A Selection of Recommended Books of 2014

Wolf in White Van - John Darnielle Dear Committee Members - Julie Schumacher The Collapse of Western Civilization: A View from the Future - Naomi Oreskes, Erik M. Conway Never Have I Ever - Katie Heaney It Never Happened Again: Two Stories - Sam Alden

It's true, I can't say I'm not happy to see 2014 end. After the past year, I am definitely looking forward to something different. However, aside from everything else, one thing I can say for 2014 is the variety of awesome books published this year, and I managed to read a fair number of them. 

This year, I read 40 books published in 2014, which is, I think, considerably more books than I have read in the past published in the current year (if that makes sense). All of this was due, for the most part, to requesting books early from the library and reading them in quick succession to return them for the next person on the reading list. Definitely a good way to boost my reading challenge, which, according to Goodreads, I managed to surpass the 150 books goal.    


Here are five of my favorites that I have not yet written about yet, in no particular order.


Wolf in White Van by John Darnielle


Perhaps my favorite this year, "Wolf in White Van" is a beautiful, mysterious, complex, and compelling novel. I have been thinking of it, going over in my mind it's chapters, it's labyrinthine cover and and it's labyrinthine pages, since completing it, and soon I will, I have to, read it over again. John Darnielle, of the Mountain Goats, tells the story of Sean, a man disfigured in a terrible teenage accident, who spends his time piecing together intricate worlds for other people to explore. Through the post-apocalyptic Trace Italian, among other old fashioned play be mail fantasy games, he shares his vision and imagination with others only to have, once again, tragedy strike as a pair of kids try to bring Seans' world into their real lives.


The Trace Italian, with its vision of a devastated future America with a promise, however impossible, of a perfect world hidden in its interior strikes me as particularly apt, a vision of the world many of us live in. An extremely introspective novel, Sean is an unreliable narrator as he considers how the choices he made has effected his life and the lives of others; like a "Choose Your Own Adventure Book" or a roleplaying game, every choice we make can have dire, wonderful, unimagined consequences; what would happen if things went a different way? Wolf in White Van is packed with wonder, pain, and sadness, intricate details which will reward another reading, I feel.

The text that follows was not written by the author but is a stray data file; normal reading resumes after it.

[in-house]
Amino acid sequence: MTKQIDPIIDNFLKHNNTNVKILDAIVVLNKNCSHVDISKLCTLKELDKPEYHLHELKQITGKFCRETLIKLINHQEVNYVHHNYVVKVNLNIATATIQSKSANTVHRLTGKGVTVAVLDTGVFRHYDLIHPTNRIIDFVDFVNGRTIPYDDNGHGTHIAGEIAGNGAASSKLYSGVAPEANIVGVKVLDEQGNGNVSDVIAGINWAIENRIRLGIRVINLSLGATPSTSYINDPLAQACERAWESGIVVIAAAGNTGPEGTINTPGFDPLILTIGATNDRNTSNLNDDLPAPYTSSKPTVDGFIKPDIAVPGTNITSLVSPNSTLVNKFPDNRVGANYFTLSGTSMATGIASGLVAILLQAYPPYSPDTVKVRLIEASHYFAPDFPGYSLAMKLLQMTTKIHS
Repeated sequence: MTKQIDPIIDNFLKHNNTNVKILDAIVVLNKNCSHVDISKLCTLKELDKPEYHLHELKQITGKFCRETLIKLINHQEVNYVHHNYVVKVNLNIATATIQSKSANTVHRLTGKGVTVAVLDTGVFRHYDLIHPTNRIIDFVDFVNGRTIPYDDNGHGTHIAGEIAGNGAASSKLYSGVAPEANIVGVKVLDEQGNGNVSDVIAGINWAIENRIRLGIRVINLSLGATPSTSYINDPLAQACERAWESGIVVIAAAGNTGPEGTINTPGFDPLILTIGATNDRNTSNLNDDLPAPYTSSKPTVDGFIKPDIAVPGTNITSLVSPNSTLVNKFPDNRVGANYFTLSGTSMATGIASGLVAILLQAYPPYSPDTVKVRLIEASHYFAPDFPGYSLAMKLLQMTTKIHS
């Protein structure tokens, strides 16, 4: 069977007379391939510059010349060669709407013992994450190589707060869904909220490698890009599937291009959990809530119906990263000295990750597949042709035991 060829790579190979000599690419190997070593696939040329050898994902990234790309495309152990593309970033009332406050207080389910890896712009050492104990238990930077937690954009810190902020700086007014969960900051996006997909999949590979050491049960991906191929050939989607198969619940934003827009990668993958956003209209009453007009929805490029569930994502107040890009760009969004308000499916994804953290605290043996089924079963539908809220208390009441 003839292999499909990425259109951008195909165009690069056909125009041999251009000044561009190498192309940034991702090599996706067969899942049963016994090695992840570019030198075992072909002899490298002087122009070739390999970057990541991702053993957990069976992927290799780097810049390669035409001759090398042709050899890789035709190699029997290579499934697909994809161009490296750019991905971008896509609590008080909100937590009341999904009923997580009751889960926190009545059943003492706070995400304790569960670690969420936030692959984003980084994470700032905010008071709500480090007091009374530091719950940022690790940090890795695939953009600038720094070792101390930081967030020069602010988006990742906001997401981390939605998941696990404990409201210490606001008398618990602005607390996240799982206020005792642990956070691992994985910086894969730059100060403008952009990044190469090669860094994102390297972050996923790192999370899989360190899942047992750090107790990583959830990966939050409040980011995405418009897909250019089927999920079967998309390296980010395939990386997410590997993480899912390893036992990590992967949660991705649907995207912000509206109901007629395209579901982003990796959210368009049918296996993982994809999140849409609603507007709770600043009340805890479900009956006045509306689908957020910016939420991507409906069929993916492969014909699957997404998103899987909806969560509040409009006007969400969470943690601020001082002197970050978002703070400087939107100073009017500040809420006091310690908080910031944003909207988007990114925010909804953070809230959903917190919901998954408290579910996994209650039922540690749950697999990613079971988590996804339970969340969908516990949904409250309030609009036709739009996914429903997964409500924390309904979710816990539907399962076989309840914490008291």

Dear Committee Members by Julie Schumacher


Dear Committee Members is a sharp, biting, and delightfully prickly epistolary novel of academic and professional ennui, a wry and bleakly comic account of one curmudgeonly chauvinistic creative writing professor’s rather unfortunate semester. A fast paced and elegant novel, Julie Schumacher uses the sarcastic and exasperated correspondence of Professor Jason Fitger to paint a vivid picture of his deteriorating life and the collapsing environment of the institution surrounding him. Schumacher writes with a deft pen, granting the egotistic professor with a pathos that makes him feel sympathetic, even when he is a complete asshole. I could definitely relate to his environment, if not his sarcastic personality, though his wit and venom certainly led to some laugh out loud funny moments.


Told through a collection of sarcastic letters of recommendation, interdepartmental memos, and other correspondence penned by an embittered English Professor of the “second rate” Midwestern liberal arts college Payne University, we are treated to his passive aggressive barbs aimed at his students, his colleagues, and his former friends and lovers. Fitger rarely passes up an opportunity for editorializing, ranting, and self aggrandizement, particularly in letters to former flames and ex-wives. In spite of this, there is a pathos here that laments the current state of academia in addition to one man’s feeling of personal failure. Whether it is lecturing the wretched grammar of the job descriptions/poor service of the soul draining corporations and catering companies his desperate BAs are forced to apply to after graduation, to taking on the commodification of education itself.